A Memoirby Elissa Altman
The dispatcher doesn’t call in the accident as an emergency, and it takes half an hour for the ambulance to arrive. She isn’t having a heart attack or a stroke. She hasn’t fallen in the street. There is no blood. She’s conscious. My mother is sitting on the floor near the front door to her Upper West Side apartment, one foot twisted grotesquely out of joint. A bit of light-brown bone nudges through the taut, papery skin. The other foot, the good one, is slowly swelling from a metatarsal fracture.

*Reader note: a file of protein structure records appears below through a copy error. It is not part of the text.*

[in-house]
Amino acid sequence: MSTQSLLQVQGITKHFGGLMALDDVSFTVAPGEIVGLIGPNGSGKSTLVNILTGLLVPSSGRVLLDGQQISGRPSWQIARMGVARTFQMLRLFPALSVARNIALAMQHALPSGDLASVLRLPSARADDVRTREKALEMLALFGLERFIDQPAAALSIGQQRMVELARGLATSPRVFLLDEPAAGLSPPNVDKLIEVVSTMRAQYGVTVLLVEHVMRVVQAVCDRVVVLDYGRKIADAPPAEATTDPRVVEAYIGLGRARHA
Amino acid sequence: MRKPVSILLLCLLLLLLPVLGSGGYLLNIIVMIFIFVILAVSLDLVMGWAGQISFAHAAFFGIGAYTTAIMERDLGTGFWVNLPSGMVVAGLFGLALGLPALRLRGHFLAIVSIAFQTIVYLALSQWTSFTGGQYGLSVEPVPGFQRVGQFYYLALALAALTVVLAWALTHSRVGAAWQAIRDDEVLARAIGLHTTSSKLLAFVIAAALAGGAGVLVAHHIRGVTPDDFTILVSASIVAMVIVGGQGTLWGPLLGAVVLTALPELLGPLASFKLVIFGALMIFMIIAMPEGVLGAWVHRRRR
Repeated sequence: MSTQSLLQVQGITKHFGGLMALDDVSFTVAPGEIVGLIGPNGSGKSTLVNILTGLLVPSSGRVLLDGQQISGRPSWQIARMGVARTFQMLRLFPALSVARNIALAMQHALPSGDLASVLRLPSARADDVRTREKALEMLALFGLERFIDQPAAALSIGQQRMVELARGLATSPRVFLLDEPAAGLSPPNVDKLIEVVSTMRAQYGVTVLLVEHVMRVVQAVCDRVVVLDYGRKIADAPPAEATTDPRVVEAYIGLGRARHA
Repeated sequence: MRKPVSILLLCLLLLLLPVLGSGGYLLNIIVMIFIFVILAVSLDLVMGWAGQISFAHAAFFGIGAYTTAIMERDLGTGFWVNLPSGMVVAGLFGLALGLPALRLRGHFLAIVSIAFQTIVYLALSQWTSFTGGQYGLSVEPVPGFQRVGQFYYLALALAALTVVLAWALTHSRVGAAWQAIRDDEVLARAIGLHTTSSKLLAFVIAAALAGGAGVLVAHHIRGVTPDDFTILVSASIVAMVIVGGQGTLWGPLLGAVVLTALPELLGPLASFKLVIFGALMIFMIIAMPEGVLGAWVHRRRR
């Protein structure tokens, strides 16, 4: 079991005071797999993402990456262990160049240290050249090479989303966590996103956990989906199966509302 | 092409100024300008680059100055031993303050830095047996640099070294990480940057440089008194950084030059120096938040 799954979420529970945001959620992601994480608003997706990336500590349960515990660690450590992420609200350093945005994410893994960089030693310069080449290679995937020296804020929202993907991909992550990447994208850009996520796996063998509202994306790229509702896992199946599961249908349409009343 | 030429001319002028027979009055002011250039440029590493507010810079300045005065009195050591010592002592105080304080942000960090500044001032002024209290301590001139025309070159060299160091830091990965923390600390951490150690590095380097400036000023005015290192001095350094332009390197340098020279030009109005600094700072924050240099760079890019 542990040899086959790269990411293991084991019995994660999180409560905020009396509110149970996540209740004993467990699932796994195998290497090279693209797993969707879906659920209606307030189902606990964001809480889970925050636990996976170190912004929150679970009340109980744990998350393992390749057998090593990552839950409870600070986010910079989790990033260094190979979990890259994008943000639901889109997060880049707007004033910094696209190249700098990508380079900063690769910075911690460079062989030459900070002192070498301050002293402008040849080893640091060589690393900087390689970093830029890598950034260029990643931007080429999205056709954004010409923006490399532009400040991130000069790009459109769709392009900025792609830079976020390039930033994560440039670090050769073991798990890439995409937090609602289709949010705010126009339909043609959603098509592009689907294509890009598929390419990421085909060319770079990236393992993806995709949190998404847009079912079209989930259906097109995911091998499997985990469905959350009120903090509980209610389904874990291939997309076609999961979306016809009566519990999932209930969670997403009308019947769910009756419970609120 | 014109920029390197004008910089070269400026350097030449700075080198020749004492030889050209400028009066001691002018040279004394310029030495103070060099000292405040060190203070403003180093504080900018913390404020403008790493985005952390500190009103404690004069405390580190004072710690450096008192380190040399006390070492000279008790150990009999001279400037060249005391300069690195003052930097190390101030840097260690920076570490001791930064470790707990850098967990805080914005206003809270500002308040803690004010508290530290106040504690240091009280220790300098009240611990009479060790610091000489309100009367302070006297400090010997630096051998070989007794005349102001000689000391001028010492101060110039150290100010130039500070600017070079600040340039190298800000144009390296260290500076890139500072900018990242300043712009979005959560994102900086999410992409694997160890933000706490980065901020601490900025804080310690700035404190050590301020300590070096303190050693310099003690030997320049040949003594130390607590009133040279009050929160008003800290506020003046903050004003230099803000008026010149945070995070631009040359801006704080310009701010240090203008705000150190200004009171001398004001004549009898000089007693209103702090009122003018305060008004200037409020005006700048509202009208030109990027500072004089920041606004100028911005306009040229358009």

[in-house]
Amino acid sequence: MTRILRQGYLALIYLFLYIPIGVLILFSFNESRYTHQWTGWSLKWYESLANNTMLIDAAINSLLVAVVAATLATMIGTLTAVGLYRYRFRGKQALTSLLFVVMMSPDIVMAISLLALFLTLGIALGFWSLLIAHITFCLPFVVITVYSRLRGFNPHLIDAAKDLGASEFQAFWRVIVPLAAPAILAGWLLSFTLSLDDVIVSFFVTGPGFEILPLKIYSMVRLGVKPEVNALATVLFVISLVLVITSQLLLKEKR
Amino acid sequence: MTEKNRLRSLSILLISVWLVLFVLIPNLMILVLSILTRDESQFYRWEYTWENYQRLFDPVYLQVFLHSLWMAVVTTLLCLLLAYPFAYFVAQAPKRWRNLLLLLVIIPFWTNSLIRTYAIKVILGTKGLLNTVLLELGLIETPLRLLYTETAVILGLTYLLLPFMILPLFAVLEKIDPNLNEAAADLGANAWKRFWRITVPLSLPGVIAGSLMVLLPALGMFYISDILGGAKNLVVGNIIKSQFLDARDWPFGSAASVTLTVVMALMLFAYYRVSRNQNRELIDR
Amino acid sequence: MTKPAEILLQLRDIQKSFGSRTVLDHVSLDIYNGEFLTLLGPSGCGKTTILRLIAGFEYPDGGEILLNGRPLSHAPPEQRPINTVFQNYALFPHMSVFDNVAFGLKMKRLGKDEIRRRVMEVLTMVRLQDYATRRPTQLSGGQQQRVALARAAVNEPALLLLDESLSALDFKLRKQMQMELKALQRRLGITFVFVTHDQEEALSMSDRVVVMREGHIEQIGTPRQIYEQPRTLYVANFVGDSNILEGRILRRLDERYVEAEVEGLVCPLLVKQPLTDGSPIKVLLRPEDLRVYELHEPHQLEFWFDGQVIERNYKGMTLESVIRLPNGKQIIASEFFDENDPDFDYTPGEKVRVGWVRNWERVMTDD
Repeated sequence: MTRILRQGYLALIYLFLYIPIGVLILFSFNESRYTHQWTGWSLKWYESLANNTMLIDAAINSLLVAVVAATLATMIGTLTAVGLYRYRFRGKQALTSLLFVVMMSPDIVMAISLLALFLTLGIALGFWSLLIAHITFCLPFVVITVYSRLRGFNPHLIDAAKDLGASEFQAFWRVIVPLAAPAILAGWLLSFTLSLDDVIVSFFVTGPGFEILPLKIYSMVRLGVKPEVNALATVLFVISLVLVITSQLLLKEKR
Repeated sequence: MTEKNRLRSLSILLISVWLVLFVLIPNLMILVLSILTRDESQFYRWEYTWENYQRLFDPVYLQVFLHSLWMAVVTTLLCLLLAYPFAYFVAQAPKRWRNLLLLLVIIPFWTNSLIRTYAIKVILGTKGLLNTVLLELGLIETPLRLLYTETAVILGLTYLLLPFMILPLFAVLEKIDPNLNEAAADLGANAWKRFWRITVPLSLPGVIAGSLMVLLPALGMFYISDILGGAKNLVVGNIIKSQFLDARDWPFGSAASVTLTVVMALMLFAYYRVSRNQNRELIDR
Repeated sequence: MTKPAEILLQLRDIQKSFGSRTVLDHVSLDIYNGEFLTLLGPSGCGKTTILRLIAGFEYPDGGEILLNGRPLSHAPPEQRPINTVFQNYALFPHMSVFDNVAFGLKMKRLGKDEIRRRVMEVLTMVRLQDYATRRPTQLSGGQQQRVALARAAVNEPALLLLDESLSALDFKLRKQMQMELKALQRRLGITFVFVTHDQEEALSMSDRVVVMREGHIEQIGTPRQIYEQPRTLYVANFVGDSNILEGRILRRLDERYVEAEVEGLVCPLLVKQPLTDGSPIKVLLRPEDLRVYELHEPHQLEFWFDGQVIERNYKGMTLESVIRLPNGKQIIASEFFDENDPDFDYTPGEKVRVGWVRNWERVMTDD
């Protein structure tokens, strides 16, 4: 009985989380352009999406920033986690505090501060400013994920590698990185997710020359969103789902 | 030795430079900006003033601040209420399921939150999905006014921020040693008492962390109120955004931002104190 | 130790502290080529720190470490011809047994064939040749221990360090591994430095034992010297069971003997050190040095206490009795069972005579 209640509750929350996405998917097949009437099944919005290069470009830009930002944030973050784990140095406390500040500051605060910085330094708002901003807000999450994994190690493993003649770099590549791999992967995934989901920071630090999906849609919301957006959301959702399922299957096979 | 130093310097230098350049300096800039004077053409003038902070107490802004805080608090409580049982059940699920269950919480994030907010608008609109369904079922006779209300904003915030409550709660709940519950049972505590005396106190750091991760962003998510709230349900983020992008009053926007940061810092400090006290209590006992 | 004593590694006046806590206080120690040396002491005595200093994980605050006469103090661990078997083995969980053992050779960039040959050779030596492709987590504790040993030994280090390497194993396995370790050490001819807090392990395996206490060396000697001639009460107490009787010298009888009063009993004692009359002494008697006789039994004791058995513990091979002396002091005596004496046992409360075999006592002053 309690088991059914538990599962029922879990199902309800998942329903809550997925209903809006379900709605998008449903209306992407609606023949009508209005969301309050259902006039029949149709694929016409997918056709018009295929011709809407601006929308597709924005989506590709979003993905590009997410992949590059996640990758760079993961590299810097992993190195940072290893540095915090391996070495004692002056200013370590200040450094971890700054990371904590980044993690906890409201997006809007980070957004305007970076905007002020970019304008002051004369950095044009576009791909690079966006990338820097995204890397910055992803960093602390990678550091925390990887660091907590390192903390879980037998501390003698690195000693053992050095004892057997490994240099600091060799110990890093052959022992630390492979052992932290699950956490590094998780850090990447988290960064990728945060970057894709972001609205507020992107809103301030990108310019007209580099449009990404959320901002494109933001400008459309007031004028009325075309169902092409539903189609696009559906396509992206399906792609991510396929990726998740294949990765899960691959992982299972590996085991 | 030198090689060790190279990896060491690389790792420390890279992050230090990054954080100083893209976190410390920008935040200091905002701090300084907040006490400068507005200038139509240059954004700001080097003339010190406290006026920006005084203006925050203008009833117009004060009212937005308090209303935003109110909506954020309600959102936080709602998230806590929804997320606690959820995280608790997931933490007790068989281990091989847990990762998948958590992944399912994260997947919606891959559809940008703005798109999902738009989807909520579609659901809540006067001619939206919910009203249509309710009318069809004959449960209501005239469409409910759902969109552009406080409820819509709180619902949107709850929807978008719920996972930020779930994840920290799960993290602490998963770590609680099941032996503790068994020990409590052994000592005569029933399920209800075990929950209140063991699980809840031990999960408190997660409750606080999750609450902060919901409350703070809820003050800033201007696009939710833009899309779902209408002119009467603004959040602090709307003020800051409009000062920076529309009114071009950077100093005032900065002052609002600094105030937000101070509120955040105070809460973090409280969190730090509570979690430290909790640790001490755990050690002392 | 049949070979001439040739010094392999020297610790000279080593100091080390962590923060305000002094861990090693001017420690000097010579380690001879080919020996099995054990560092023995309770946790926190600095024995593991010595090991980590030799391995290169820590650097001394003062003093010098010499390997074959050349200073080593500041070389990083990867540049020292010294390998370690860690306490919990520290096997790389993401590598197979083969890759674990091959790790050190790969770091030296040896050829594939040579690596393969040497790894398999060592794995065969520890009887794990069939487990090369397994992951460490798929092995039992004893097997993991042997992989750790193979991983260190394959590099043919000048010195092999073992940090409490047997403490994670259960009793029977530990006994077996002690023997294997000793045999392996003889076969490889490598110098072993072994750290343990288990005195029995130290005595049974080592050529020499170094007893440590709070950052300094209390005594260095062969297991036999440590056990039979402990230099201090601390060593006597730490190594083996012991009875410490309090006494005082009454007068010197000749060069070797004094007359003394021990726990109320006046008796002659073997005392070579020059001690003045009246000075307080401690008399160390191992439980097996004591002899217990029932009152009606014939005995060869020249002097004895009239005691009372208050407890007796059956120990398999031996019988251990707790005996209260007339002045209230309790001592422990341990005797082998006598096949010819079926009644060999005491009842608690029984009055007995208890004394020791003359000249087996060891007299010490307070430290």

She had spent the day walking. She stood, she said, and that’s all she did: Both feet were asleep. They caught, tangled, and twisted when she got up from the couch, where she was watching Joan Fontaine in Rebecca.